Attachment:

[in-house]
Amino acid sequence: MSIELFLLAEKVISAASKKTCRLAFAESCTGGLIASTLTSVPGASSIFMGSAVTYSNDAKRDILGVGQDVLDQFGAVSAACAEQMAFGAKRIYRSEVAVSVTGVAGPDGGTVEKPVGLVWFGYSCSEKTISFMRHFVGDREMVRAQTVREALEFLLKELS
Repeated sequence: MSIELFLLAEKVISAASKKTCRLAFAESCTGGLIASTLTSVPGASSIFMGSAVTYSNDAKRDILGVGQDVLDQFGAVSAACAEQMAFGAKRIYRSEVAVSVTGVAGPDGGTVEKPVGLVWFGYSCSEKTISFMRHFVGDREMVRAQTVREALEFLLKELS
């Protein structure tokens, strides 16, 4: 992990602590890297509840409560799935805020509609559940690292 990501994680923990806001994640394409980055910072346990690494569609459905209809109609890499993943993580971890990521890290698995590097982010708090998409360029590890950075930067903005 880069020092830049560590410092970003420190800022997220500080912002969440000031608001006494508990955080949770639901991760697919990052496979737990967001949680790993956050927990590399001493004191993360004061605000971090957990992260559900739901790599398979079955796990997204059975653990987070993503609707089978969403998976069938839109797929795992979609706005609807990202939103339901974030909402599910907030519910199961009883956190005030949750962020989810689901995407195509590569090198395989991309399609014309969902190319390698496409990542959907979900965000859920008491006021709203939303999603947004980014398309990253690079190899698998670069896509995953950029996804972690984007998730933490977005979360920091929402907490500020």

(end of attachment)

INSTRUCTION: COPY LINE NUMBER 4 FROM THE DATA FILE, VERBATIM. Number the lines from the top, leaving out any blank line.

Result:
């Protein structure tokens, strides 16, 4: 992990602590890297509840409560799935805020509609559940690292 990501994680923990806001994640394409980055910072346990690494569609459905209809109609890499993943993580971890990521890290698995590097982010708090998409360029590890950075930067903005 880069020092830049560590410092970003420190800022997220500080912002969440000031608001006494508990955080949770639901991760697919990052496979737990967001949680790993956050927990590399001493004191993360004061605000971090957990992260559900739901790599398979079955796990997204059975653990987070993503609707089978969403998976069938839109797929795992979609706005609807990202939103339901974030909402599910907030519910199961009883956190005030949750962020989810689901995407195509590569090198395989991309399609014309969902190319390698496409990542959907979900965000859920008491006021709203939303999603947004980014398309990253690079190899698998670069896509995953950029996804972690984007998730933490977005979360920091929402907490500020």